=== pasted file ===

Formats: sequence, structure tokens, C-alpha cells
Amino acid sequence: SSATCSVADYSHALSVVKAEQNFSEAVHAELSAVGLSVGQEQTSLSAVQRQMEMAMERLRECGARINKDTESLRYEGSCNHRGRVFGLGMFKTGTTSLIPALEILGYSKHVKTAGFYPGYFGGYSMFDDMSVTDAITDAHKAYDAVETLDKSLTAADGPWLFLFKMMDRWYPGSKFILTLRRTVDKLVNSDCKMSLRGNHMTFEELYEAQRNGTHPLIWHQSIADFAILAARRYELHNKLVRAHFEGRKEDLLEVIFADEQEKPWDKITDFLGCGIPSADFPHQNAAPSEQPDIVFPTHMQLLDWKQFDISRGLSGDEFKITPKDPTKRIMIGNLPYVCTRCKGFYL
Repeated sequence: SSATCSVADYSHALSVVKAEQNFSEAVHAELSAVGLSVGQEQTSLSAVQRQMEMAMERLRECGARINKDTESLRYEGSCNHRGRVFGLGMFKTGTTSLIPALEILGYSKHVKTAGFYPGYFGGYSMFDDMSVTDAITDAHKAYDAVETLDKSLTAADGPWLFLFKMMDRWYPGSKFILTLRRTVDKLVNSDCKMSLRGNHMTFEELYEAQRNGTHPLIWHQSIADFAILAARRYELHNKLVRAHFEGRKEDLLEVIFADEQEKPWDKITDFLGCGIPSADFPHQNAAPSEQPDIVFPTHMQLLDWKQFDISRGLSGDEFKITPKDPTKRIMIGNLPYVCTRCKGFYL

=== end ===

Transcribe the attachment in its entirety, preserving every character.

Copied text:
Formats: sequence, structure tokens, C-alpha cells
Amino acid sequence: SSATCSVADYSHALSVVKAEQNFSEAVHAELSAVGLSVGQEQTSLSAVQRQMEMAMERLRECGARINKDTESLRYEGSCNHRGRVFGLGMFKTGTTSLIPALEILGYSKHVKTAGFYPGYFGGYSMFDDMSVTDAITDAHKAYDAVETLDKSLTAADGPWLFLFKMMDRWYPGSKFILTLRRTVDKLVNSDCKMSLRGNHMTFEELYEAQRNGTHPLIWHQSIADFAILAARRYELHNKLVRAHFEGRKEDLLEVIFADEQEKPWDKITDFLGCGIPSADFPHQNAAPSEQPDIVFPTHMQLLDWKQFDISRGLSGDEFKITPKDPTKRIMIGNLPYVCTRCKGFYL
Repeated sequence: SSATCSVADYSHALSVVKAEQNFSEAVHAELSAVGLSVGQEQTSLSAVQRQMEMAMERLRECGARINKDTESLRYEGSCNHRGRVFGLGMFKTGTTSLIPALEILGYSKHVKTAGFYPGYFGGYSMFDDMSVTDAITDAHKAYDAVETLDKSLTAADGPWLFLFKMMDRWYPGSKFILTLRRTVDKLVNSDCKMSLRGNHMTFEELYEAQRNGTHPLIWHQSIADFAILAARRYELHNKLVRAHFEGRKEDLLEVIFADEQEKPWDKITDFLGCGIPSADFPHQNAAPSEQPDIVFPTHMQLLDWKQFDISRGLSGDEFKITPKDPTKRIMIGNLPYVCTRCKGFYL